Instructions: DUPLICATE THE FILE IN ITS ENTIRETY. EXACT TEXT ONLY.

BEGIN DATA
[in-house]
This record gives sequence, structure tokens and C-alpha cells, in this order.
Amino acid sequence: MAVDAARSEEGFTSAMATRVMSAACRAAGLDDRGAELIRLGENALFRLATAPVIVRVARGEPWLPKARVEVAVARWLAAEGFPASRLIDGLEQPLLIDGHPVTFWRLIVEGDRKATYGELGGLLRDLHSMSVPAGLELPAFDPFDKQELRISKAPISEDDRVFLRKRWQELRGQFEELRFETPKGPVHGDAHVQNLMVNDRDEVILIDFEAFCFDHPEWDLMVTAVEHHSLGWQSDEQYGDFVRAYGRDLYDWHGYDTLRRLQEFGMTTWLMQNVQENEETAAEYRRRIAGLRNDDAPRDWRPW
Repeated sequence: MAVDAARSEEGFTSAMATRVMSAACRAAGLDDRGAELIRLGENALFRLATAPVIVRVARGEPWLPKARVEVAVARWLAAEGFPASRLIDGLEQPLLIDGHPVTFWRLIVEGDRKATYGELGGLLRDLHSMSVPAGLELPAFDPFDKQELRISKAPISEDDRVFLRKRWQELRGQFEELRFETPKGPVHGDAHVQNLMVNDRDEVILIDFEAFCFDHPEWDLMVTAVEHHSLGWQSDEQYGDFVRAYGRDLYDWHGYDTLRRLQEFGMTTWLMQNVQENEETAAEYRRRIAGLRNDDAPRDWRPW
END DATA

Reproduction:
[in-house]
This record gives sequence, structure tokens and C-alpha cells, in this order.
Amino acid sequence: MAVDAARSEEGFTSAMATRVMSAACRAAGLDDRGAELIRLGENALFRLATAPVIVRVARGEPWLPKARVEVAVARWLAAEGFPASRLIDGLEQPLLIDGHPVTFWRLIVEGDRKATYGELGGLLRDLHSMSVPAGLELPAFDPFDKQELRISKAPISEDDRVFLRKRWQELRGQFEELRFETPKGPVHGDAHVQNLMVNDRDEVILIDFEAFCFDHPEWDLMVTAVEHHSLGWQSDEQYGDFVRAYGRDLYDWHGYDTLRRLQEFGMTTWLMQNVQENEETAAEYRRRIAGLRNDDAPRDWRPW
Repeated sequence: MAVDAARSEEGFTSAMATRVMSAACRAAGLDDRGAELIRLGENALFRLATAPVIVRVARGEPWLPKARVEVAVARWLAAEGFPASRLIDGLEQPLLIDGHPVTFWRLIVEGDRKATYGELGGLLRDLHSMSVPAGLELPAFDPFDKQELRISKAPISEDDRVFLRKRWQELRGQFEELRFETPKGPVHGDAHVQNLMVNDRDEVILIDFEAFCFDHPEWDLMVTAVEHHSLGWQSDEQYGDFVRAYGRDLYDWHGYDTLRRLQEFGMTTWLMQNVQENEETAAEYRRRIAGLRNDDAPRDWRPW